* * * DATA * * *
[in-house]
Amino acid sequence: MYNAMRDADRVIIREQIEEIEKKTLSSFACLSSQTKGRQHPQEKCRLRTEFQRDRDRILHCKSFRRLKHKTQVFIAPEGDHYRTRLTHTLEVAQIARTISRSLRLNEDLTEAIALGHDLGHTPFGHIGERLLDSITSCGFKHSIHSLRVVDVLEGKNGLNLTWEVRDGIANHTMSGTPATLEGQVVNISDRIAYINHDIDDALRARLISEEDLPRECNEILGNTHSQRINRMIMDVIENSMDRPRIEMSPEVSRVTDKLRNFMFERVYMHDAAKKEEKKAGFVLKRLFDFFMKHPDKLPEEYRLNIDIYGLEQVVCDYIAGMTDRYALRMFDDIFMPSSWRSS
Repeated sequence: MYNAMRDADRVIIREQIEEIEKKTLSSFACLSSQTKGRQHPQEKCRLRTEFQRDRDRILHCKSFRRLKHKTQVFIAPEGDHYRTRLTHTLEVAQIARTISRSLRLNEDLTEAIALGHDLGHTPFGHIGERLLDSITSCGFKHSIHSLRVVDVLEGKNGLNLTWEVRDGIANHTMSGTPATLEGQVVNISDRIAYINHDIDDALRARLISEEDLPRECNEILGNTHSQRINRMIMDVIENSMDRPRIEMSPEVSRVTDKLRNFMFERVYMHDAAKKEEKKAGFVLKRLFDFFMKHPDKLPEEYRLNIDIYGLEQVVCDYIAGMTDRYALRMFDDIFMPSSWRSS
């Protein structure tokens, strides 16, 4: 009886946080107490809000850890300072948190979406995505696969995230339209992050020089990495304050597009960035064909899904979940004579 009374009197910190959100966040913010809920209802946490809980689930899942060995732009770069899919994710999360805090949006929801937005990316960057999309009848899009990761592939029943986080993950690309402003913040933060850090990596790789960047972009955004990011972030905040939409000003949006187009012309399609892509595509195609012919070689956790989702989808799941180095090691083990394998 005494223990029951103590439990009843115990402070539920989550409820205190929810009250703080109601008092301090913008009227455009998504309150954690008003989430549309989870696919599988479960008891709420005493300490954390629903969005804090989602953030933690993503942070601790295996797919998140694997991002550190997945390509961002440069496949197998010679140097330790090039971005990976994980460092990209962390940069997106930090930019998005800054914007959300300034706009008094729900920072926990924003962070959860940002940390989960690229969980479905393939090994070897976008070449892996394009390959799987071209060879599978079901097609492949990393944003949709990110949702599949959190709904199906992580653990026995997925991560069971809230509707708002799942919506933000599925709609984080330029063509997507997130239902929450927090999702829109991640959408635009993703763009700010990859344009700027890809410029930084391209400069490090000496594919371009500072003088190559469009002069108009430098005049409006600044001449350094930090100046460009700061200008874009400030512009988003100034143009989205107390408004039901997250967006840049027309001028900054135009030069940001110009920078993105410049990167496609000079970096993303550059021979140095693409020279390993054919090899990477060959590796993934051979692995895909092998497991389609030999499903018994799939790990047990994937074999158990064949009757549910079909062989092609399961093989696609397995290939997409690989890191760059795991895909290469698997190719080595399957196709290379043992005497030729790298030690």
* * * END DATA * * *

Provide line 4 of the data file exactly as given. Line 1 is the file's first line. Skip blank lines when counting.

């Protein structure tokens, strides 16, 4: 009886946080107490809000850890300072948190979406995505696969995230339209992050020089990495304050597009960035064909899904979940004579 009374009197910190959100966040913010809920209802946490809980689930899942060995732009770069899919994710999360805090949006929801937005990316960057999309009848899009990761592939029943986080993950690309402003913040933060850090990596790789960047972009955004990011972030905040939409000003949006187009012309399609892509595509195609012919070689956790989702989808799941180095090691083990394998 005494223990029951103590439990009843115990402070539920989550409820205190929810009250703080109601008092301090913008009227455009998504309150954690008003989430549309989870696919599988479960008891709420005493300490954390629903969005804090989602953030933690993503942070601790295996797919998140694997991002550190997945390509961002440069496949197998010679140097330790090039971005990976994980460092990209962390940069997106930090930019998005800054914007959300300034706009008094729900920072926990924003962070959860940002940390989960690229969980479905393939090994070897976008070449892996394009390959799987071209060879599978079901097609492949990393944003949709990110949702599949959190709904199906992580653990026995997925991560069971809230509707708002799942919506933000599925709609984080330029063509997507997130239902929450927090999702829109991640959408635009993703763009700010990859344009700027890809410029930084391209400069490090000496594919371009500072003088190559469009002069108009430098005049409006600044001449350094930090100046460009700061200008874009400030512009988003100034143009989205107390408004039901997250967006840049027309001028900054135009030069940001110009920078993105410049990167496609000079970096993303550059021979140095693409020279390993054919090899990477060959590796993934051979692995895909092998497991389609030999499903018994799939790990047990994937074999158990064949009757549910079909062989092609399961093989696609397995290939997409690989890191760059795991895909290469698997190719080595399957196709290379043992005497030729790298030690």